Our aim is to improve cycling in and around Bangor with:
Better cycle routes for commuting and leisure
Better cycle provision in public places, such as safe parking
More places to cycle safely with your family
Regular family-friendly social rides
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A bill is being put forward to sentence any cyclist convicted of dangerous cycling to a 14 year prison term.
Current DfT consultations.
Lots of interesting stuff about inclusive transport regarding trains, buses, cars, public realm, streets and yes a bit about cycling too. Quotes:
8.11 While we consider CIHT and DPTAC’s recommendations and how to take them
forward, we are requesting that local authorities pause any shared space schemes
incorporating a level surface they are considering, and which are at the design stage.
We are also temporarily suspending Local Transport Note 1/11. This pause will allow
us to carry out research and produce updated guidance.
Objectives regarding Cycling:
• Update Local Transport Note 2/08, which sets out the Department’s guidance to
local authorities on designing safe and inclusive infrastructure for cyclists, to take
account of developments in cycling infrastructure since its publication in 2008 and
the responses to the draft AAP consultation and publish a revised version by early
• By 2020, explore the feasibility of amending legislation to recognise the use of
cycles as a mobility aid71 in order to increase the number of disabled people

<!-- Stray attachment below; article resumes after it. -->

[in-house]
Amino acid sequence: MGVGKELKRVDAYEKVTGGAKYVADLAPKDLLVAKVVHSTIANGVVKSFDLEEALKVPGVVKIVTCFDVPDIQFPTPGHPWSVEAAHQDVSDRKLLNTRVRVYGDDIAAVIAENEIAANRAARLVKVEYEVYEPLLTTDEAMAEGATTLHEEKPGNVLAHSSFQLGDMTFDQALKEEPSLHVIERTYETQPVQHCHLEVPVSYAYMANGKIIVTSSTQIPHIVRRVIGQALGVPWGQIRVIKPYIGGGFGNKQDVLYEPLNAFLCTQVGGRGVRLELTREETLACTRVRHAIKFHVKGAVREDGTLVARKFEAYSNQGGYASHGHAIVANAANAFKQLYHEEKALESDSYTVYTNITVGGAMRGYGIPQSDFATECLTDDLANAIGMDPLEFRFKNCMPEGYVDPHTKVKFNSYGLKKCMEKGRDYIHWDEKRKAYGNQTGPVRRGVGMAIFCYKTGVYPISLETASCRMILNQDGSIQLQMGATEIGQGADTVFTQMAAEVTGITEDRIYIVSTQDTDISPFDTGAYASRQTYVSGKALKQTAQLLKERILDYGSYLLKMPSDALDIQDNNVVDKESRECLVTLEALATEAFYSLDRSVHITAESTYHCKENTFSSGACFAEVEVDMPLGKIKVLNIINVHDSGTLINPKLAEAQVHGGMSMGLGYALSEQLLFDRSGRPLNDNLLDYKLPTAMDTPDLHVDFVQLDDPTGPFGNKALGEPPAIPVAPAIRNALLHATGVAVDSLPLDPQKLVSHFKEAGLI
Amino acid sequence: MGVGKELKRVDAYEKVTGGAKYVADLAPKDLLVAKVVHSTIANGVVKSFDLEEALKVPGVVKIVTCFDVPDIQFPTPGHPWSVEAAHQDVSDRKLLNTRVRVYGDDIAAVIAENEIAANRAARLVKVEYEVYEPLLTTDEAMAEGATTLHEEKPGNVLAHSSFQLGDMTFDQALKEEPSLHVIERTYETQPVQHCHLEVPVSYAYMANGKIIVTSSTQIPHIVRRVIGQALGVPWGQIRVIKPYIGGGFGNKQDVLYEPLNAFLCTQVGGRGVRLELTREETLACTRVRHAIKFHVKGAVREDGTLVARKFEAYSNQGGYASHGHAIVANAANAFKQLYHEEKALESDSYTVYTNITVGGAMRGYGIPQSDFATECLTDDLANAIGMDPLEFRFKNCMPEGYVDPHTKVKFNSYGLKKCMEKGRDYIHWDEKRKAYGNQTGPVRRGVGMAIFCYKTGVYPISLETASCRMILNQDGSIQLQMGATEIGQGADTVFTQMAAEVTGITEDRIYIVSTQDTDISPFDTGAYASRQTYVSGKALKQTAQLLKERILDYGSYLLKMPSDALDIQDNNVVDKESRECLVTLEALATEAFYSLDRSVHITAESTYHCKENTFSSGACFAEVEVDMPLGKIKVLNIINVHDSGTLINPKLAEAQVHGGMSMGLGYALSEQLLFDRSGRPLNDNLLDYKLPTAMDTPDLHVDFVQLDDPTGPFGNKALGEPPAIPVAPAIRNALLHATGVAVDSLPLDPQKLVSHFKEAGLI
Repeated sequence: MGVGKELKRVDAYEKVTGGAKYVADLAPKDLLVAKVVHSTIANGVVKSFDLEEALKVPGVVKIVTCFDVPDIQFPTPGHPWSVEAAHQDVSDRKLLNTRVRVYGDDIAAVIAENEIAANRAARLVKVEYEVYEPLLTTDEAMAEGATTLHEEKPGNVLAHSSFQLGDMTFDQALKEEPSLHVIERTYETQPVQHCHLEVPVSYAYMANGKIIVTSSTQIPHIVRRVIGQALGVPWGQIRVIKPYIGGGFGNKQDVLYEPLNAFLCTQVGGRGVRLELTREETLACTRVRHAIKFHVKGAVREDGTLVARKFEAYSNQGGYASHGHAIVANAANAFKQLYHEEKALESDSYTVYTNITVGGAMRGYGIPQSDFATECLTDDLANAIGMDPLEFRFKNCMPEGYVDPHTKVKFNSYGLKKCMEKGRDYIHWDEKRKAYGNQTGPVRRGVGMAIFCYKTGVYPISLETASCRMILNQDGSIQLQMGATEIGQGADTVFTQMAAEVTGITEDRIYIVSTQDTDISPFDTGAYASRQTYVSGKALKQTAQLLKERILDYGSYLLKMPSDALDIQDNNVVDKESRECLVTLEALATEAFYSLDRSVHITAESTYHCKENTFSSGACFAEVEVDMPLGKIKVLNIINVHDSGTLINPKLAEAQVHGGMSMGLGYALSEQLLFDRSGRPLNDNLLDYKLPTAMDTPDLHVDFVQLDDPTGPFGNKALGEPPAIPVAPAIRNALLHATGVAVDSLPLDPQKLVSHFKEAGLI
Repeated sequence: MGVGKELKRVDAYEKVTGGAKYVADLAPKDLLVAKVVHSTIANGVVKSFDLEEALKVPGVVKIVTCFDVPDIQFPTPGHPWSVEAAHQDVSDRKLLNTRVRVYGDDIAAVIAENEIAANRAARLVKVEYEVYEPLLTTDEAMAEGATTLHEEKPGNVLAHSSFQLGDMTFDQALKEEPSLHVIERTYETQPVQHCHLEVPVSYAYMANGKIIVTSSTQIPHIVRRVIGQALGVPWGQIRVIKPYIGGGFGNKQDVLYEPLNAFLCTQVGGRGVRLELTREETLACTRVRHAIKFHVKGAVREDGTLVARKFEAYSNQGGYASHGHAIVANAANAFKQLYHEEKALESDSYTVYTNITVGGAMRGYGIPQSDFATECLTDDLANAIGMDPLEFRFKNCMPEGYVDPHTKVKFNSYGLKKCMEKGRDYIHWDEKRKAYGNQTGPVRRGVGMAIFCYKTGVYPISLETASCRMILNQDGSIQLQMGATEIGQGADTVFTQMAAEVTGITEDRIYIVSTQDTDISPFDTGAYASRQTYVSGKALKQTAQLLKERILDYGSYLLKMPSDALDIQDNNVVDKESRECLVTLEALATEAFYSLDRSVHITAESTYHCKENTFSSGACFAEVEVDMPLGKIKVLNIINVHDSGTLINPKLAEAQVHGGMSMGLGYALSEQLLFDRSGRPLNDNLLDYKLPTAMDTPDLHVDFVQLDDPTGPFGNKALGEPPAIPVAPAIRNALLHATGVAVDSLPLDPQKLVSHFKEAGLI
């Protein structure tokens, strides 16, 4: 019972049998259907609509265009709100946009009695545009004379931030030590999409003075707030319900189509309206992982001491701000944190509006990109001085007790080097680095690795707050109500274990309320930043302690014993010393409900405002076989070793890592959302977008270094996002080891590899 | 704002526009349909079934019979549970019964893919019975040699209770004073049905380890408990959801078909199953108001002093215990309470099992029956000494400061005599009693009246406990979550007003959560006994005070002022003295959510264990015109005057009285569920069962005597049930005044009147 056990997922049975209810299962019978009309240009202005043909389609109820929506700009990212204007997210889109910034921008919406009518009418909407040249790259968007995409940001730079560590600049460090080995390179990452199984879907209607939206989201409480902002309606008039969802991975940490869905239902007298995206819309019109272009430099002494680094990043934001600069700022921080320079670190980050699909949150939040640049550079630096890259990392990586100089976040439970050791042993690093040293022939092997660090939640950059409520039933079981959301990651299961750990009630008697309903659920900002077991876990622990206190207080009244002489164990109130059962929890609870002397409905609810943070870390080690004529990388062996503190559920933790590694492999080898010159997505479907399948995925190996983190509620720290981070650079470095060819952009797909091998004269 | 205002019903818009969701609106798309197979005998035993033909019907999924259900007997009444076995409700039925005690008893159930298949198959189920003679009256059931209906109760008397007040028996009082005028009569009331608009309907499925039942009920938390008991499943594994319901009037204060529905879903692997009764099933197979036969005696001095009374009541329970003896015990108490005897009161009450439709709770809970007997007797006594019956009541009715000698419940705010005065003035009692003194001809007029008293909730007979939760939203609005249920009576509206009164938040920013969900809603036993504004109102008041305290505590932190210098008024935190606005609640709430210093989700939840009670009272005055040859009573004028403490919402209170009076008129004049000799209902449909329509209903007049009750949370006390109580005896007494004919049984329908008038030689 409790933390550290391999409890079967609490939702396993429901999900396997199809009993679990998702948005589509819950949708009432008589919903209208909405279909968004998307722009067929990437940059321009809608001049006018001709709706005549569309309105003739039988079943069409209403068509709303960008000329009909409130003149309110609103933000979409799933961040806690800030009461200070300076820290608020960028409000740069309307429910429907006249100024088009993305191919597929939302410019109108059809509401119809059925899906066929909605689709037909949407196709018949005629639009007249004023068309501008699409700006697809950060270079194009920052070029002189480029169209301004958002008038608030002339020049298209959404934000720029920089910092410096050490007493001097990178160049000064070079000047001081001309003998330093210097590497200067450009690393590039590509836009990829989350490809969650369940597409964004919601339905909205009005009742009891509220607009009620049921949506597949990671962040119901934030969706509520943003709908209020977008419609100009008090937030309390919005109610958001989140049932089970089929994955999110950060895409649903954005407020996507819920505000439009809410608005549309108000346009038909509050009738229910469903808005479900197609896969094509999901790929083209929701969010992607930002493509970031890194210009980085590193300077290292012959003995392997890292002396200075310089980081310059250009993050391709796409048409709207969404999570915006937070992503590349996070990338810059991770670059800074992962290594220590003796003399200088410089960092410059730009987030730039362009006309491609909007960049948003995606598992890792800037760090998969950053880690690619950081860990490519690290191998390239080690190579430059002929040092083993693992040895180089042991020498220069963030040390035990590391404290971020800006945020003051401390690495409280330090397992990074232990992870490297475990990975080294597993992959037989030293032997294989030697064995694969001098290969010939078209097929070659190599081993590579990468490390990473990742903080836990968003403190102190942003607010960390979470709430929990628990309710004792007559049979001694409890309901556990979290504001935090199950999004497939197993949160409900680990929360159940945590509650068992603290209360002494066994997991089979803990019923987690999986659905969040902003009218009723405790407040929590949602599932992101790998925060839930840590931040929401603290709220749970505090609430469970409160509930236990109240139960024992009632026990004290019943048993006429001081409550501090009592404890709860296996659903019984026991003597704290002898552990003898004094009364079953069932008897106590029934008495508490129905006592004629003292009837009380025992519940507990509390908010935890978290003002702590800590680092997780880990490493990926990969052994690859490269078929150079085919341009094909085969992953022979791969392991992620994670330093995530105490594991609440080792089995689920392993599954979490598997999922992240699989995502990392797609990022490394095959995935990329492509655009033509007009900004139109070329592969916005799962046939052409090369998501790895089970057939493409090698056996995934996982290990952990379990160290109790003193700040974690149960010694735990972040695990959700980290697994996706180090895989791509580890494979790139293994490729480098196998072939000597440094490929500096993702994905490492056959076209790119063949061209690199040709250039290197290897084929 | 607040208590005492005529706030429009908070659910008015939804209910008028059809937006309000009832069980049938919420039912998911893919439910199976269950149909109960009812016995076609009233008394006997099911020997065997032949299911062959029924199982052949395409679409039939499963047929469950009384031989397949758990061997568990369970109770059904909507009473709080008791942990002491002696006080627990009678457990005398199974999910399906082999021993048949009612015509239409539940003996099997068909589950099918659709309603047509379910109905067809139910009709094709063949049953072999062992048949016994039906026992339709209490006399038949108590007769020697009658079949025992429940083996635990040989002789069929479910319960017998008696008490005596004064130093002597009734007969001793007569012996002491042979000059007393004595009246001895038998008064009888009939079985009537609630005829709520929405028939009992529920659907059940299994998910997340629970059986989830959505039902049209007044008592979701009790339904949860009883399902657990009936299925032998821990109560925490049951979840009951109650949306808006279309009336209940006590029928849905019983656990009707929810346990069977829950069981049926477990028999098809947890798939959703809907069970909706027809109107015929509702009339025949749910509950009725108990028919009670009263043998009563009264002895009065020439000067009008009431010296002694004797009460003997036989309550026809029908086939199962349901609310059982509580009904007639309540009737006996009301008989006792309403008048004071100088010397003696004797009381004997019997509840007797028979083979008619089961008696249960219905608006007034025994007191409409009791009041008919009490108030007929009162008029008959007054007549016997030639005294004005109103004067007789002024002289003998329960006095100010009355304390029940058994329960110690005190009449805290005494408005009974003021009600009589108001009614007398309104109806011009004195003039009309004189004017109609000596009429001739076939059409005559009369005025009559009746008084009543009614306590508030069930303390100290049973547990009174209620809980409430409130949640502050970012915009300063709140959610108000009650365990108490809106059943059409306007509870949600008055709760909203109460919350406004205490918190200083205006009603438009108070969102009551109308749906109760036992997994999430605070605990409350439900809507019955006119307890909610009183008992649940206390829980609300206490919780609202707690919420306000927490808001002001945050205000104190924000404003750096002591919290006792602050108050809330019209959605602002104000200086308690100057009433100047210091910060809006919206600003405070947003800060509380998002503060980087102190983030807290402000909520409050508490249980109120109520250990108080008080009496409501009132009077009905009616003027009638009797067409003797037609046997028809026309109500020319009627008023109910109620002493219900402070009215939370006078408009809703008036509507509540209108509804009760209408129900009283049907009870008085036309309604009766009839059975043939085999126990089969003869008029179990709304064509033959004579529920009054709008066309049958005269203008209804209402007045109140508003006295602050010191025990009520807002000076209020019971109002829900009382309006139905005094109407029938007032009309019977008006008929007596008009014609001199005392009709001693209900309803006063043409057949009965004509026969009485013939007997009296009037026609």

Congestion (especially at travel-to-work times) on the two bridges across the Menai Straits has led to suggestions for a third crossing, now being evaluated by the Welsh Office. Preliminary estimates of the cost are from £100 million to £200 million. Meanwhile, many people live on Anglesey and commute over the bridges to Bangor and Felinheli by car, contributing greatly to the congestion. The routes are easy and convenient by car but hostile by bicycle. Bicycle commuting would be easy throughout this area if the journey could be made on good-quality facilities - most journeys are in the 3 to 5 kilometre range. The aim is to attract enough commuters onto bicycles to relieve congestion at rush-hour times. The benefits will be far wider than those of the third crossing, at far less expense.
The proposal is to make cycling between all of these destinations, and especially on the routes over the Menai Straits, a pleasant and inviting means of transport. This will require good-quality protected facilities all along the main routes, traffic calming (and some possible redirections) with 20mph limits in built-up areas. Most of the space would come from the existing highway, though a limited amount of extra land would need to be used at a few specific points.
The Britannia Bridge offers space on its car deck for cycle lanes (though not quite enough for the proposed third car lane), and an unused rail line on the lower deck which would be very suitable for cycling.
Thomas Telford's Menai Bridge has already been extended to the sides by the addition of pedestrian facilities; its appearance could be enhanced by a tasteful cycle facility, extending somewhat further to the sides.
Parking does exist (at the back of the car park), but it's not obvious. The vast majority of people just leave their bikes propped against the wall near the door.
The bike parking which exists is rather bizarre heavy plant pots with a bike symbol and loops to lock your bike to. The positioning of the loops is awkward and having a plant in the way doesn't help.
As this shop is on NCN 8, it would be really good to see them welcoming cyclists with a prominent sheltered bike parking area with proper stands near the door of the shop.